Introducing… Leanne Rowe

Published September 28, 2009

Upcoming Talent Leanne Rowe talks to Caroline Bishop about the pros and cons of life in theatre.

CV in brief:

Age
27

1994 Zeffirelli’s Jane Eyre
1999-2002 Attended Laine Theatre Arts
2003 ITV’s Boudica
2005 Nancy in Roman Polanski’s Oliver Twist
2007 May in the BBC’s Lillies
2008 Makes stage debut in Dirty Dancing The Classic Story On Stage
2009 Talent at the Menier Chocolate Factory

What got you interested in acting?
Because I trained at a dance college [Laine Theatre Arts] it’s always assumed I must have been a dancer first but it was actually all equal. I danced after school but I had an agent as a kid and went to drama classes, and my first professional job was a film which was straight acting. It was just that at 16 I could stay on at school and do my A Levels, which I had no interest in, I was too young to go to drama school at 16, but I could go to dance college so I went there. And then when I left, I was with the college agency and they were just sending you off to dance things all the time and I thought actually I don’t want to just dance, if I had to choose one or the other I’ll choose the acting route. So I decided to leave that behind and go the straight acting route and then seven years later I did Dirty Dancing and danced again so that was nice!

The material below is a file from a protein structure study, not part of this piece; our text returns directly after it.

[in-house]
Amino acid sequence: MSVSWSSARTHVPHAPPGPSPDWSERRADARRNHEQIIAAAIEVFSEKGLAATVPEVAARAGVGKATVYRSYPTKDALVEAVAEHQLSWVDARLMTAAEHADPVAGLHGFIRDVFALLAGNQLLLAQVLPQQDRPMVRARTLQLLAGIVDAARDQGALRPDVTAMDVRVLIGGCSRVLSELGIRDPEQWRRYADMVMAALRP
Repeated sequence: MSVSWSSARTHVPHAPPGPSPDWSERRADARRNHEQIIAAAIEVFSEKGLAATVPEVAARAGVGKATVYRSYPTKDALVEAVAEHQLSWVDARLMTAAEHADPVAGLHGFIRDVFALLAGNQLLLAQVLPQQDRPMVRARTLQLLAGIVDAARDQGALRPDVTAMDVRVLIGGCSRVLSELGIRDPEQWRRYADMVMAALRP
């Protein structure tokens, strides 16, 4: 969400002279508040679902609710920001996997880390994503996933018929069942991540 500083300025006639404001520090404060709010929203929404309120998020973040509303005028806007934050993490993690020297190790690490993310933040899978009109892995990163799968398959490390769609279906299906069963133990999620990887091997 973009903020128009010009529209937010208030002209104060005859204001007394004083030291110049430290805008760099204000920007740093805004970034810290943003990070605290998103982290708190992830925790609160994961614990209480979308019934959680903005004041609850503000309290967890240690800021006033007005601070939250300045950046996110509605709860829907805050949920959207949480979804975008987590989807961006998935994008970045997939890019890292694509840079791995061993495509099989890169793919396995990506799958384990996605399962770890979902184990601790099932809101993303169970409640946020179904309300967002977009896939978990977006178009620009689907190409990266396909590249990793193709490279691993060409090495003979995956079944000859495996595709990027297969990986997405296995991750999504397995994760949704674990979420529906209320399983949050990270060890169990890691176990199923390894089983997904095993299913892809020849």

First acting role after training?
It was TV and it was a one-off adaptation, Andrew Davies’s adaptation of the story of Boudica, the warrior queen, so that was an ITV one-off drama thing. I hadn’t done stage until Dirty Dancing, that was my first theatre job, apart from things as a kid you know.

First stage role?
I really wanted to do theatre. I had been doing TV and film and I really wanted to have that experience of theatre and having the live audience. All my actor friends who had done it said it’s brilliant, it’s great, and I just wanted to have that experience of it.
And then Dirty Dancing came along and it was not what I expected it to be, my first theatre job. I thought I’d have a tiny little role, come on, say one line somewhere cool and small like the Bush or Royal Court or some fringe production, but no, it was straight in at the deep end, which was a great learning experience.